If you have figures to back your achievements up, you should definitely include them - as long as they are 100% real!
For example, it will give an employer a much better idea of your abilities if you let them know that you increased sales by 50% in five months than simply writing that you’ve increased sales.
#6 Get the presentation right
Successful CVs are always clearly presented. An employer should be able to quickly scan your CV and find the information they’re looking for.
Use a professional font that can be easily read - Calibri, Arial and Verdana are all suitable options. Under no circumstances should you ever break out Comic Sans, leave that in the 90s where it belongs!
You should use headings to separate the different sections of your CV. Try not to have too much text bunched together as this can be off-putting for eyes scanning your CV and can mean key details are missed.
Avoid bold colours and charts or graphs as these can be distracting and are also rarely able to be read by scanning software. There are a few exceptions to this rule - applicants in areas such as Graphic Design can be more experimental with their presentation as creativity is central to the job.
#7 Explain any gaps
If you’ve been out of work for a significant period of time, it’s best to briefly explain it on your CV. If you fail to address a gap it can make employers suspicious and you may be passed over for more upfront candidates.
It’s not necessary to go into great detail about why you were out of work. If was due to something you don’t wish to discuss such as family issues, you can simply say you needed to take some time out to focus on your family but are ready to get back to work now.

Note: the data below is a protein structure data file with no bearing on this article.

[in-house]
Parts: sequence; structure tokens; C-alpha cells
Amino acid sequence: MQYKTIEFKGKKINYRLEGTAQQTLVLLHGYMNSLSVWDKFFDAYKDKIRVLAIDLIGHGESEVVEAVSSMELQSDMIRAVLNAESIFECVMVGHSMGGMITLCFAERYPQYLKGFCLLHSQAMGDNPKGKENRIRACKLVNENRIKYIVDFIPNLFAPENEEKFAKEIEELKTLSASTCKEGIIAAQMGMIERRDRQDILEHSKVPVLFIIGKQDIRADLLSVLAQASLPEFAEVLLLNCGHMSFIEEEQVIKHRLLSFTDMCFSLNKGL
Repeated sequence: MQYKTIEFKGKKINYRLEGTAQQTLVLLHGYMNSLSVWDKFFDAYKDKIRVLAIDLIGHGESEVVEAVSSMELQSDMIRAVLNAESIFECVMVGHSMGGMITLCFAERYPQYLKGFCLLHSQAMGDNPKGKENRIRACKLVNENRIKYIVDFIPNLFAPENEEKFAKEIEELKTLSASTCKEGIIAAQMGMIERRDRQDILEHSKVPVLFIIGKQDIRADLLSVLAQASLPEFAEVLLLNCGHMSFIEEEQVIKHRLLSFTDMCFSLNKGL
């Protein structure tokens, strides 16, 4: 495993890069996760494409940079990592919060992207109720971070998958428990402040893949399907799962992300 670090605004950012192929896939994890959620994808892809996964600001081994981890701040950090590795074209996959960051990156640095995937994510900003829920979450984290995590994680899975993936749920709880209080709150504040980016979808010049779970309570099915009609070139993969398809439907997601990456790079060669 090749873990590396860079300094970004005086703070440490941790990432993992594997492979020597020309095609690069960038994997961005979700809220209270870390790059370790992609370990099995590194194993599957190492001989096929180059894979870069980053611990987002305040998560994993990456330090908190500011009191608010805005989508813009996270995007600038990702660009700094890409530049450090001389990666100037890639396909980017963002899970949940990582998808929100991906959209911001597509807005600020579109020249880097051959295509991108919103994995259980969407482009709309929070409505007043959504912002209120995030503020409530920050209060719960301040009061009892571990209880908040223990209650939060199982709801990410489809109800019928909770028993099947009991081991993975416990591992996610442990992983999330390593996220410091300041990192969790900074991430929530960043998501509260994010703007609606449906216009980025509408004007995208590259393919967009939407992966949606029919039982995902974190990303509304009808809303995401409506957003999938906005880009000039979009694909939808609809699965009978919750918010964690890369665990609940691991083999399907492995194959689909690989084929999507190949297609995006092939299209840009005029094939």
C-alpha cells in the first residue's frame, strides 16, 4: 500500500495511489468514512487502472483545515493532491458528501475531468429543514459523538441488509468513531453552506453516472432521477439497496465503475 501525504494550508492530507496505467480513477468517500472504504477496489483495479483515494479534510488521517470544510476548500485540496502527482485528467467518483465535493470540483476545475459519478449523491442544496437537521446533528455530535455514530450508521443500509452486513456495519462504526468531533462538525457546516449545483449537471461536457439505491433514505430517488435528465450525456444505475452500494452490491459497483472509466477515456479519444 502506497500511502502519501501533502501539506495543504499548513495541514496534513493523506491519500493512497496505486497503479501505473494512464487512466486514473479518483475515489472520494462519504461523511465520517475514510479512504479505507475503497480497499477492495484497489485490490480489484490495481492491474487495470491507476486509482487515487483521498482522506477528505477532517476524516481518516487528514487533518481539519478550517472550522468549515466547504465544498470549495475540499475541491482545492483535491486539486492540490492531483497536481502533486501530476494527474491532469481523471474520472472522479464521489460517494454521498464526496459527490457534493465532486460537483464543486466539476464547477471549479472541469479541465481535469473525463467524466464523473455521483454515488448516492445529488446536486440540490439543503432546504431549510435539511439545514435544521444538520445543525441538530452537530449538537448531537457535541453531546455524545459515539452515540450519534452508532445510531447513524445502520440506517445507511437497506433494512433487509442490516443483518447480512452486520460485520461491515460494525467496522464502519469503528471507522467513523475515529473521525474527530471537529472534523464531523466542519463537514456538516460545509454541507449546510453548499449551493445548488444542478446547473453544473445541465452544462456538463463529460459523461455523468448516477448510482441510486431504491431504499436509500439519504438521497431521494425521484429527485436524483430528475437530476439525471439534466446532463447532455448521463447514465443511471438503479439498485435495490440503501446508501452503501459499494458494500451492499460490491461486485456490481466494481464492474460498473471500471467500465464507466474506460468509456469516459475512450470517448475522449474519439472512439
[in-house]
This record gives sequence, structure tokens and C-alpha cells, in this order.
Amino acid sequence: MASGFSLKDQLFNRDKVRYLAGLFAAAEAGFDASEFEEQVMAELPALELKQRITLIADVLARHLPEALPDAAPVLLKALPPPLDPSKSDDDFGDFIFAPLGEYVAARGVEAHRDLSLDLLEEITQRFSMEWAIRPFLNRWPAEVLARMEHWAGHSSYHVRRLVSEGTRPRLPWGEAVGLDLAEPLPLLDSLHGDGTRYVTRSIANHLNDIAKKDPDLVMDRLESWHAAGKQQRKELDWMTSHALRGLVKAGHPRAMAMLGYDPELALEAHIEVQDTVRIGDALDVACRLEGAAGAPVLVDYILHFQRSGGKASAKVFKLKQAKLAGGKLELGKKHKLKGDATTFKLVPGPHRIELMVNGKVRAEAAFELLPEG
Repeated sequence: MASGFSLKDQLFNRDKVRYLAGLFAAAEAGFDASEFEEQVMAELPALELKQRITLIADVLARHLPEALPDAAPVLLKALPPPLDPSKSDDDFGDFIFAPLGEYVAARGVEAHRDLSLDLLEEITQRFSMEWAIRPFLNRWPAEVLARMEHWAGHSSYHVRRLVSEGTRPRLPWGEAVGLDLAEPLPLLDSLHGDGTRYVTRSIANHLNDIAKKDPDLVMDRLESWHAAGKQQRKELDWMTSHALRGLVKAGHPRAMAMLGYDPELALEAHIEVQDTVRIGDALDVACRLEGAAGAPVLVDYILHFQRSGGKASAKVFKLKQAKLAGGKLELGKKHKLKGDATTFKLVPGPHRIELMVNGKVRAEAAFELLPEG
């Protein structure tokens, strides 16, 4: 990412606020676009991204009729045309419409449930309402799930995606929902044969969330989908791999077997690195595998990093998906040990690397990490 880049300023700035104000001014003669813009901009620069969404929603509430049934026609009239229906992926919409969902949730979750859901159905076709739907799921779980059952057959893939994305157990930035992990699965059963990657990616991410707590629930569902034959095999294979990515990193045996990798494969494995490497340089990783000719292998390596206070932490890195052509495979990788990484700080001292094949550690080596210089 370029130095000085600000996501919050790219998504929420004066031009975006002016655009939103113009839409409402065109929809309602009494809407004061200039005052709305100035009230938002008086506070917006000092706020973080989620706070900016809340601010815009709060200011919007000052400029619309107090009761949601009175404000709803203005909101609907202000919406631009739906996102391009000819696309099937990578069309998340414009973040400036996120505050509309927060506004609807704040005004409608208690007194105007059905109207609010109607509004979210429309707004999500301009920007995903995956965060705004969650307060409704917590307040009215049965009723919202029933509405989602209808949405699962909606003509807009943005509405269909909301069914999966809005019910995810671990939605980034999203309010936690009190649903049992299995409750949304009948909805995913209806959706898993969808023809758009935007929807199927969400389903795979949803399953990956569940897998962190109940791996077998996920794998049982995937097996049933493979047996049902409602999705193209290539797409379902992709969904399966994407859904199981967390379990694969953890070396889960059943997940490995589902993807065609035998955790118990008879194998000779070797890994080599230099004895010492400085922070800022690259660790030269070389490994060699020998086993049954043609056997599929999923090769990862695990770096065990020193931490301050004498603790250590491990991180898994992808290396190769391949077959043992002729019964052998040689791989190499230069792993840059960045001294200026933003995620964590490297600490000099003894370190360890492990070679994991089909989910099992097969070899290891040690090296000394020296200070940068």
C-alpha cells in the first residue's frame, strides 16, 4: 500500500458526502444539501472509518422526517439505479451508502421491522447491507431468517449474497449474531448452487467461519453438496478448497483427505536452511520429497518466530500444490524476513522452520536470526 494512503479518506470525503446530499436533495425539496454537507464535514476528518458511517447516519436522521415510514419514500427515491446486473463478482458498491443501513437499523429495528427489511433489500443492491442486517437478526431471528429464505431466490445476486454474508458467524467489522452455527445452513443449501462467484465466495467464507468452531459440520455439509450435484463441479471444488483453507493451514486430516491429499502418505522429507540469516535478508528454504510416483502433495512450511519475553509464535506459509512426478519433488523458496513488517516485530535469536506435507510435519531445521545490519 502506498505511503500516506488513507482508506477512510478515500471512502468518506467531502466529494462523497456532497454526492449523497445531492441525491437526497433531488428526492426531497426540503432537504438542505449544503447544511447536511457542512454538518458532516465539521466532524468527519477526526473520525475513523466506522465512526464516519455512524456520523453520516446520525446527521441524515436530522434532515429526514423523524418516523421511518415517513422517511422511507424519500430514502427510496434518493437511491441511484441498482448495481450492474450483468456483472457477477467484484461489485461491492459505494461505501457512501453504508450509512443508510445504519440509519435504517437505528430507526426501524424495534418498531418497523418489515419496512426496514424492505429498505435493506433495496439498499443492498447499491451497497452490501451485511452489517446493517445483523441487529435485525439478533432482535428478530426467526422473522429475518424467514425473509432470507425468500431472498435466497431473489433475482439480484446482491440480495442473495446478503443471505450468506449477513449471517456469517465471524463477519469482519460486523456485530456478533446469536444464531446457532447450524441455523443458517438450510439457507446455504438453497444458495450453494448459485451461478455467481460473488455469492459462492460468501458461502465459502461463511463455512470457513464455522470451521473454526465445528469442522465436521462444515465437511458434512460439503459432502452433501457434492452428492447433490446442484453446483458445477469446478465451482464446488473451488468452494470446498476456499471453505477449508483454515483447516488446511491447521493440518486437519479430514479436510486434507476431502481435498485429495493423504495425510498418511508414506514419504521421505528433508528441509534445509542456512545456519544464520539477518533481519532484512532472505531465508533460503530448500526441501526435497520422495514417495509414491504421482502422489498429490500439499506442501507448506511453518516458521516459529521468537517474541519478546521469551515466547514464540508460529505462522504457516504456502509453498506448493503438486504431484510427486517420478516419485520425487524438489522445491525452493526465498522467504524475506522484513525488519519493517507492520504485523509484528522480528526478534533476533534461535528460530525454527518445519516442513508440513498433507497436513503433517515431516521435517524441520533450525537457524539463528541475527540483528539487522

You can put a positive spin on employment gaps by mentioning skills you developed during this time; be sure to include any volunteer work or short courses you engaged in.
#8 Use positive language
Think of your CV like your very own marketing brochure which you’re using to sell yourself to future employers.
This means you need to talk about yourself confidently and use positive words when describing yourself and your attributes.
When it comes to your achievements, try using positive verbs that describe your actions rather than just your responsibilities. For example, words like ‘created’, ‘led’ or ‘implemented’ are all good verbs to use.
#9 Try not to use clichés
Generic phrases like ‘hard-working’ can turn employers off your CV as they don’t really tell them anything about you as an employee.
Instead of stating that you’re hard-working, show that you are by telling them about all the things you’ve achieved in your career.
Avoid any overly cheesy phrases like ‘superstar’ or ‘rock star’ - you might be an Excel superstar in your own eyes, but you’ll just look unprofessional in the eyes of employers.
#10 Triple check for typos
Don’t let your hard work go to waste by failing to properly proofread your CV. Typos and mistakes can come across as careless to employers - especially if you’ve been boasting of your attention to detail.
Spellcheckers can help but they don’t always pick up on everything, especially if your typo is an actual word. For instance, there’s a big difference between having experience of serving customers and experience of severing them!
Always read over your CV a good few times to check for anything spellcheck has missed. A good trick is to read it aloud as it can help you concentrate better. You could also someone else to look over it to be extra certain you haven’t missed anything.